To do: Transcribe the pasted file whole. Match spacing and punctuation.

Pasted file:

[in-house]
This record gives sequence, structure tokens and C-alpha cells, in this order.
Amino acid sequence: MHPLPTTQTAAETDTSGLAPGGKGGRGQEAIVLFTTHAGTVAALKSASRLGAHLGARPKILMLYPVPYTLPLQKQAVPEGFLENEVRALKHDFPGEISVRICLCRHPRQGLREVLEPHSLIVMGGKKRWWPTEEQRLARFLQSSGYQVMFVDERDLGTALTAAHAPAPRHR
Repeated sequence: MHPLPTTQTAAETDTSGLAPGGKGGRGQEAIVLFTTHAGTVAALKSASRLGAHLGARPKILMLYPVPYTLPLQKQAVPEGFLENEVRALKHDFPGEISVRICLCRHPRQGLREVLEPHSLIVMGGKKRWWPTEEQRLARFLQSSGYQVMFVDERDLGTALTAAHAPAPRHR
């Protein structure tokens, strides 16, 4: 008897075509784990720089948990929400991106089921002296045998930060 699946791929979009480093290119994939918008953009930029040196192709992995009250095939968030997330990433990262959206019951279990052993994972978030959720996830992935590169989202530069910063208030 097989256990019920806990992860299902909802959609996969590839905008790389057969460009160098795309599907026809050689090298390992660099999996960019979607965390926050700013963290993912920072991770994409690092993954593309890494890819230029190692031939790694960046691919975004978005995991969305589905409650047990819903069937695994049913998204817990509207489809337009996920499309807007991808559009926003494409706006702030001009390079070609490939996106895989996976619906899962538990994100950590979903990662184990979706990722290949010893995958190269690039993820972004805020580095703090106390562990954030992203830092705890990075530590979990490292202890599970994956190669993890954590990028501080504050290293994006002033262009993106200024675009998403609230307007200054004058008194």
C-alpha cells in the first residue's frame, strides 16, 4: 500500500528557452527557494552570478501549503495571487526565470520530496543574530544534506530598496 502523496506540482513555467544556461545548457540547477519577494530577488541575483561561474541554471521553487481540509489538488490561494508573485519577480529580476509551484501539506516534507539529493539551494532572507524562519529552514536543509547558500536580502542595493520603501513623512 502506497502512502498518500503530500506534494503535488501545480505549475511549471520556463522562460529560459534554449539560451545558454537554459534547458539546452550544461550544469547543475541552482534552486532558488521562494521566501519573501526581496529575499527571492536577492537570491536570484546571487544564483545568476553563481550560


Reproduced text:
[in-house]
This record gives sequence, structure tokens and C-alpha cells, in this order.
Amino acid sequence: MHPLPTTQTAAETDTSGLAPGGKGGRGQEAIVLFTTHAGTVAALKSASRLGAHLGARPKILMLYPVPYTLPLQKQAVPEGFLENEVRALKHDFPGEISVRICLCRHPRQGLREVLEPHSLIVMGGKKRWWPTEEQRLARFLQSSGYQVMFVDERDLGTALTAAHAPAPRHR
Repeated sequence: MHPLPTTQTAAETDTSGLAPGGKGGRGQEAIVLFTTHAGTVAALKSASRLGAHLGARPKILMLYPVPYTLPLQKQAVPEGFLENEVRALKHDFPGEISVRICLCRHPRQGLREVLEPHSLIVMGGKKRWWPTEEQRLARFLQSSGYQVMFVDERDLGTALTAAHAPAPRHR
């Protein structure tokens, strides 16, 4: 008897075509784990720089948990929400991106089921002296045998930060 699946791929979009480093290119994939918008953009930029040196192709992995009250095939968030997330990433990262959206019951279990052993994972978030959720996830992935590169989202530069910063208030 097989256990019920806990992860299902909802959609996969590839905008790389057969460009160098795309599907026809050689090298390992660099999996960019979607965390926050700013963290993912920072991770994409690092993954593309890494890819230029190692031939790694960046691919975004978005995991969305589905409650047990819903069937695994049913998204817990509207489809337009996920499309807007991808559009926003494409706006702030001009390079070609490939996106895989996976619906899962538990994100950590979903990662184990979706990722290949010893995958190269690039993820972004805020580095703090106390562990954030992203830092705890990075530590979990490292202890599970994956190669993890954590990028501080504050290293994006002033262009993106200024675009998403609230307007200054004058008194």
C-alpha cells in the first residue's frame, strides 16, 4: 500500500528557452527557494552570478501549503495571487526565470520530496543574530544534506530598496 502523496506540482513555467544556461545548457540547477519577494530577488541575483561561474541554471521553487481540509489538488490561494508573485519577480529580476509551484501539506516534507539529493539551494532572507524562519529552514536543509547558500536580502542595493520603501513623512 502506497502512502498518500503530500506534494503535488501545480505549475511549471520556463522562460529560459534554449539560451545558454537554459534547458539546452550544461550544469547543475541552482534552486532558488521562494521566501519573501526581496529575499527571492536577492537570491536570484546571487544564483545568476553563481550560